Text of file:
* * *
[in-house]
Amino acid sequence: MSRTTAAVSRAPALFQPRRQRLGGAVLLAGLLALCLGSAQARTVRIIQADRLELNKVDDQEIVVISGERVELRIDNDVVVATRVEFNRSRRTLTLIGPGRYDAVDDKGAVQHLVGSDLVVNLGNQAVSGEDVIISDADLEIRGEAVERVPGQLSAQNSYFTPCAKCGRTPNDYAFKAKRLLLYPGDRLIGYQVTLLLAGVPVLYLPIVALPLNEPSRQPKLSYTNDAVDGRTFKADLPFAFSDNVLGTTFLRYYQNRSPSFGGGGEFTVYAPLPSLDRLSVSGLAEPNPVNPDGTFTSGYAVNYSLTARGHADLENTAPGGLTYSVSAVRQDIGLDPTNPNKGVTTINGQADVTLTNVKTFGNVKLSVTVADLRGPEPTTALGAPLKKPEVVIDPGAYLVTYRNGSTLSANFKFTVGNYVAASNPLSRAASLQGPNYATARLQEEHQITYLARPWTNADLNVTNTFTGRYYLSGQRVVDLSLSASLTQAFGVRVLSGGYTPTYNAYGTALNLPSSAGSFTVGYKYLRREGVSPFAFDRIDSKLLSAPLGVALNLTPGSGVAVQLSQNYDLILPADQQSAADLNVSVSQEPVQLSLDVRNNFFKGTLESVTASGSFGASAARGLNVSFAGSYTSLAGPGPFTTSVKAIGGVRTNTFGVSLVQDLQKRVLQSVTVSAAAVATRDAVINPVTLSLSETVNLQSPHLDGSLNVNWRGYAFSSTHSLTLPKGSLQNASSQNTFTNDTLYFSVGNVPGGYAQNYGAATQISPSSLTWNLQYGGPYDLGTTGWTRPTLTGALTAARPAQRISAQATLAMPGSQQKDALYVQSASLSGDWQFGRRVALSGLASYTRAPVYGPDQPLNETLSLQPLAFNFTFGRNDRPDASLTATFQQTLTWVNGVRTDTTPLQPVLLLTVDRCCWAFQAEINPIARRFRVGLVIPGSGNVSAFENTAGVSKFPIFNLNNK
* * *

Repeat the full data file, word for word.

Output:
[in-house]
Amino acid sequence: MSRTTAAVSRAPALFQPRRQRLGGAVLLAGLLALCLGSAQARTVRIIQADRLELNKVDDQEIVVISGERVELRIDNDVVVATRVEFNRSRRTLTLIGPGRYDAVDDKGAVQHLVGSDLVVNLGNQAVSGEDVIISDADLEIRGEAVERVPGQLSAQNSYFTPCAKCGRTPNDYAFKAKRLLLYPGDRLIGYQVTLLLAGVPVLYLPIVALPLNEPSRQPKLSYTNDAVDGRTFKADLPFAFSDNVLGTTFLRYYQNRSPSFGGGGEFTVYAPLPSLDRLSVSGLAEPNPVNPDGTFTSGYAVNYSLTARGHADLENTAPGGLTYSVSAVRQDIGLDPTNPNKGVTTINGQADVTLTNVKTFGNVKLSVTVADLRGPEPTTALGAPLKKPEVVIDPGAYLVTYRNGSTLSANFKFTVGNYVAASNPLSRAASLQGPNYATARLQEEHQITYLARPWTNADLNVTNTFTGRYYLSGQRVVDLSLSASLTQAFGVRVLSGGYTPTYNAYGTALNLPSSAGSFTVGYKYLRREGVSPFAFDRIDSKLLSAPLGVALNLTPGSGVAVQLSQNYDLILPADQQSAADLNVSVSQEPVQLSLDVRNNFFKGTLESVTASGSFGASAARGLNVSFAGSYTSLAGPGPFTTSVKAIGGVRTNTFGVSLVQDLQKRVLQSVTVSAAAVATRDAVINPVTLSLSETVNLQSPHLDGSLNVNWRGYAFSSTHSLTLPKGSLQNASSQNTFTNDTLYFSVGNVPGGYAQNYGAATQISPSSLTWNLQYGGPYDLGTTGWTRPTLTGALTAARPAQRISAQATLAMPGSQQKDALYVQSASLSGDWQFGRRVALSGLASYTRAPVYGPDQPLNETLSLQPLAFNFTFGRNDRPDASLTATFQQTLTWVNGVRTDTTPLQPVLLLTVDRCCWAFQAEINPIARRFRVGLVIPGSGNVSAFENTAGVSKFPIFNLNNK